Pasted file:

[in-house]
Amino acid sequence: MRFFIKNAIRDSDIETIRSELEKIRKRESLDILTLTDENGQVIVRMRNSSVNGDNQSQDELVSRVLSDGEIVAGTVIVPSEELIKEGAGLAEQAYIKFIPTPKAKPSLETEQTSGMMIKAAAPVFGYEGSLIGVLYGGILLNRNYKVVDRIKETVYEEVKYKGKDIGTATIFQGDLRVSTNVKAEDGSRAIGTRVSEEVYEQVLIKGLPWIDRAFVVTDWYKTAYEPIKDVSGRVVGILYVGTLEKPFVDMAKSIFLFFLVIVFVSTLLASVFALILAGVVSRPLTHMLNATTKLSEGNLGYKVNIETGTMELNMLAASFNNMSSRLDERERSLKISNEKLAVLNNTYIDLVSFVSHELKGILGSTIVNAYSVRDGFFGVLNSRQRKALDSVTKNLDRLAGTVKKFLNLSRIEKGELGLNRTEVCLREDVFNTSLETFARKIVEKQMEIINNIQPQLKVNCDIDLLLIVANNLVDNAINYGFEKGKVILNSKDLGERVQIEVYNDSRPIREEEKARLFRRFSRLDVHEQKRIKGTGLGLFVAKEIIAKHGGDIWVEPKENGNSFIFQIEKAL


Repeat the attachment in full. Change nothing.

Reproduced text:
[in-house]
Amino acid sequence: MRFFIKNAIRDSDIETIRSELEKIRKRESLDILTLTDENGQVIVRMRNSSVNGDNQSQDELVSRVLSDGEIVAGTVIVPSEELIKEGAGLAEQAYIKFIPTPKAKPSLETEQTSGMMIKAAAPVFGYEGSLIGVLYGGILLNRNYKVVDRIKETVYEEVKYKGKDIGTATIFQGDLRVSTNVKAEDGSRAIGTRVSEEVYEQVLIKGLPWIDRAFVVTDWYKTAYEPIKDVSGRVVGILYVGTLEKPFVDMAKSIFLFFLVIVFVSTLLASVFALILAGVVSRPLTHMLNATTKLSEGNLGYKVNIETGTMELNMLAASFNNMSSRLDERERSLKISNEKLAVLNNTYIDLVSFVSHELKGILGSTIVNAYSVRDGFFGVLNSRQRKALDSVTKNLDRLAGTVKKFLNLSRIEKGELGLNRTEVCLREDVFNTSLETFARKIVEKQMEIINNIQPQLKVNCDIDLLLIVANNLVDNAINYGFEKGKVILNSKDLGERVQIEVYNDSRPIREEEKARLFRRFSRLDVHEQKRIKGTGLGLFVAKEIIAKHGGDIWVEPKENGNSFIFQIEKAL